Organizers of the newly reformed Golden Globes hope that a "Barbenheimer" love-in can help to revitalize Hollywood's famously fun-loving but scandal-dogged awards gala on Sunday.
Kicking off prize-giving season from the usual swanky Beverly Hills ballroom, the Globes boast new owners and new voters—and have plenty of box-office gold to toast.
The show is expected to celebrate Barbie and Oppenheimer—two movies that wowed critics and audiences alike when they were released simultaneously last summer, and have a whopping 17 nominations between them.
"They are so different than each other, yet they were both successful... We're thrilled that they're both very represented here," said this year's Globes producer Glenn Weiss.
"It's been a big reset for the Globes," he told AFP.
Greta Gerwig's Barbie, which turned nostalgia for the beloved doll into a sharp satire about misogyny and female empowerment, leads the way with nine nods.
It is tipped to win the Globes for best comedy film and best screenplay, and boasts three of the six contenders for best song. As the year's highest grossing movie, it is also likely to claim a newly created award for box office achievement.
Christopher Nolan's Oppenheimer—the other half of last summer's viral cinematic phenomenon—tells the story of the inventor of the atomic bomb, and has eight nominations.
The favorite to win awards for best drama film, best director, and best score, Oppenheimer focuses on the rivalry between a brilliant scientist and a powerful politician, played by Cillian Murphy and Robert Downey Jr. respectively.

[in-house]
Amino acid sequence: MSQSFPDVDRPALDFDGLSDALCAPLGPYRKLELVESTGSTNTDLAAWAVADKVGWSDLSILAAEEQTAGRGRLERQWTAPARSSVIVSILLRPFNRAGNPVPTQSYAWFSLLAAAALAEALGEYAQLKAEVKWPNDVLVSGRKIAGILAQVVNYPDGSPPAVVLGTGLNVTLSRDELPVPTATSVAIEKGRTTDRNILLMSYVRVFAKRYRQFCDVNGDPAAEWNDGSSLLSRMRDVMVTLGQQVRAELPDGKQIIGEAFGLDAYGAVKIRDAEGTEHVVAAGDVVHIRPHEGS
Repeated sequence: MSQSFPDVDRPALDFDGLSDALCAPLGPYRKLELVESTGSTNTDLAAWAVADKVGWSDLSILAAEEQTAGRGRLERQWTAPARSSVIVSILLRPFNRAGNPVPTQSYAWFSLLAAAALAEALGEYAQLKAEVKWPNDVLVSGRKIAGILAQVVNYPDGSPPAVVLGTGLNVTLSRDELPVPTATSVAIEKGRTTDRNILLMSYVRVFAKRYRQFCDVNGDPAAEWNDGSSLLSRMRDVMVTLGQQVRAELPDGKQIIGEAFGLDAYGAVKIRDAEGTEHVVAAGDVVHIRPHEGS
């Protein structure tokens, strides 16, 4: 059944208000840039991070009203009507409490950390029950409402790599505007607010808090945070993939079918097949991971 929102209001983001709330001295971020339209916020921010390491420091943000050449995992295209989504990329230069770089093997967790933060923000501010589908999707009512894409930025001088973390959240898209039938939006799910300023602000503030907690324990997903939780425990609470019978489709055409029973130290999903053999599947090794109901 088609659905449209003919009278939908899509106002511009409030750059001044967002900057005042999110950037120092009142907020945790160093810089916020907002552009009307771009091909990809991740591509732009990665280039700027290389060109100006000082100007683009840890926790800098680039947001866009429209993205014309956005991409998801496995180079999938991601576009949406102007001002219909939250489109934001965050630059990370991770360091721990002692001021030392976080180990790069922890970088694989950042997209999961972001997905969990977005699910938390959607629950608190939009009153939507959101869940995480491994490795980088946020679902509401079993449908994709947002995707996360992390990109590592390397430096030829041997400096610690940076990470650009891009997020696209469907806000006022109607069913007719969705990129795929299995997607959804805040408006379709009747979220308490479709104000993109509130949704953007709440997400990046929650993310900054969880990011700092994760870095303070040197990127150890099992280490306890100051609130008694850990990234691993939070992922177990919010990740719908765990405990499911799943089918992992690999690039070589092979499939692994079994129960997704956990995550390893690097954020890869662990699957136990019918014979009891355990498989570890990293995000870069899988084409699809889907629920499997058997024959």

They are strong contenders for best lead drama actor and supporting actor.
The Globes—which for decades have offered huge publicity and a timely boost to Oscars hopefuls—will be under scrutiny as they aim to bounce back from years of declining audiences.
Allegations of corruption and racism led to an industry boycott in recent years. The show was taken off air entirely in 2022, and several A-listers skipped last year's edition.
Since then, the rowdy, obscure group of Los Angeles-based foreign journalists that created the Globes 80 years ago has been disbanded, and a wider net of overseas critics was brought in to choose this year's winners.
Along with movie stars like Leonardo DiCaprio (Killers of the Flower Moon), nominees include big names from the world of music such as Billie Eilish and Dua Lipa—both for best song—and Taylor Swift for her recent concert movie.
Despite the Globes' recent travails, Weiss hopes A-listers will be keen to finally celebrate together again, after an annus horribilis in which the industry was crippled by strikes.
Stars who were unable to promote their movies during the months-long Screen Actors Guild (SAG-AFTRA) walkout may use the occasion to make up for lost time on the Oscars campaign trail.
"We want this to be a great opening season party that everybody feels that energy from. We all have lived through strikes together. We all are now out of that," said Weiss.
Just don't expect the Globes scandals and consequent reforms to be mentioned by organizers.
"I kind of think that's been said," said Weiss. "Right now we're just making a party."
If Murphy misses out on best actor in a drama, it will likely be to Bradley Cooper, who plays Leonard Bernstein in Maestro.
Cooper is also nominated for directing, and would be the first person ever bestowed acting and directing gongs for the same movie.
Elsewhere, Indigenous actor Lily Gladstone is a firm favorite for lead drama actress her role in Martin Scorsese's Killers of the Flower Moon, which has seven nominations overall.
The Holdovers could have two acting winners in Paul Giamatti and Da'Vine Joy Randolph, as a curmudgeonly history teacher and cook of a 1970s prep school, respectively.
Emma Stone is the frontrunner for best comedy actress in surreal, sexy bildungsroman Poor Things.
On the television side, Succession, The Bear and Beef are expected to dominate the categories for drama, comedy and limited series, respectively.
Comedian Jo Koy hosts the 81st Golden Globes, which airs in the United States on CBS.